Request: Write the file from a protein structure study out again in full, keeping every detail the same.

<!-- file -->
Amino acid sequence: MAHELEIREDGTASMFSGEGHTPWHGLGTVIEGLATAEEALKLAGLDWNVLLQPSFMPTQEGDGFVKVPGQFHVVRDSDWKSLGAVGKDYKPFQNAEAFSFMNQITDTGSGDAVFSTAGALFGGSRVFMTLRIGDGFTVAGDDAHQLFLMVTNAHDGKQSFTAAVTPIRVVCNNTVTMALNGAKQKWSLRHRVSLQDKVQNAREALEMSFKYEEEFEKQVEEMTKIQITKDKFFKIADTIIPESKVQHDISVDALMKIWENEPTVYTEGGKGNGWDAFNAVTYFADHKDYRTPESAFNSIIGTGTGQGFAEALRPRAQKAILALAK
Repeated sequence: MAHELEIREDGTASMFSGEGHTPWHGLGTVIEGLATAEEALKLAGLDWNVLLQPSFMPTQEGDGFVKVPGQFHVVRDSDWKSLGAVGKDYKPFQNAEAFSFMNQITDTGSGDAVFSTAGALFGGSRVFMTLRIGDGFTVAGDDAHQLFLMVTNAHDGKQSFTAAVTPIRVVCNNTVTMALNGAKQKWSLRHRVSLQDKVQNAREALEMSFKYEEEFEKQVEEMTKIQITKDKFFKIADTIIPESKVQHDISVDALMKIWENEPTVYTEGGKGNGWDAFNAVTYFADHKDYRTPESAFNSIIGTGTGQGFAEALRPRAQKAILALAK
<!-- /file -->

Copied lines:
Amino acid sequence: MAHELEIREDGTASMFSGEGHTPWHGLGTVIEGLATAEEALKLAGLDWNVLLQPSFMPTQEGDGFVKVPGQFHVVRDSDWKSLGAVGKDYKPFQNAEAFSFMNQITDTGSGDAVFSTAGALFGGSRVFMTLRIGDGFTVAGDDAHQLFLMVTNAHDGKQSFTAAVTPIRVVCNNTVTMALNGAKQKWSLRHRVSLQDKVQNAREALEMSFKYEEEFEKQVEEMTKIQITKDKFFKIADTIIPESKVQHDISVDALMKIWENEPTVYTEGGKGNGWDAFNAVTYFADHKDYRTPESAFNSIIGTGTGQGFAEALRPRAQKAILALAK
Repeated sequence: MAHELEIREDGTASMFSGEGHTPWHGLGTVIEGLATAEEALKLAGLDWNVLLQPSFMPTQEGDGFVKVPGQFHVVRDSDWKSLGAVGKDYKPFQNAEAFSFMNQITDTGSGDAVFSTAGALFGGSRVFMTLRIGDGFTVAGDDAHQLFLMVTNAHDGKQSFTAAVTPIRVVCNNTVTMALNGAKQKWSLRHRVSLQDKVQNAREALEMSFKYEEEFEKQVEEMTKIQITKDKFFKIADTIIPESKVQHDISVDALMKIWENEPTVYTEGGKGNGWDAFNAVTYFADHKDYRTPESAFNSIIGTGTGQGFAEALRPRAQKAILALAK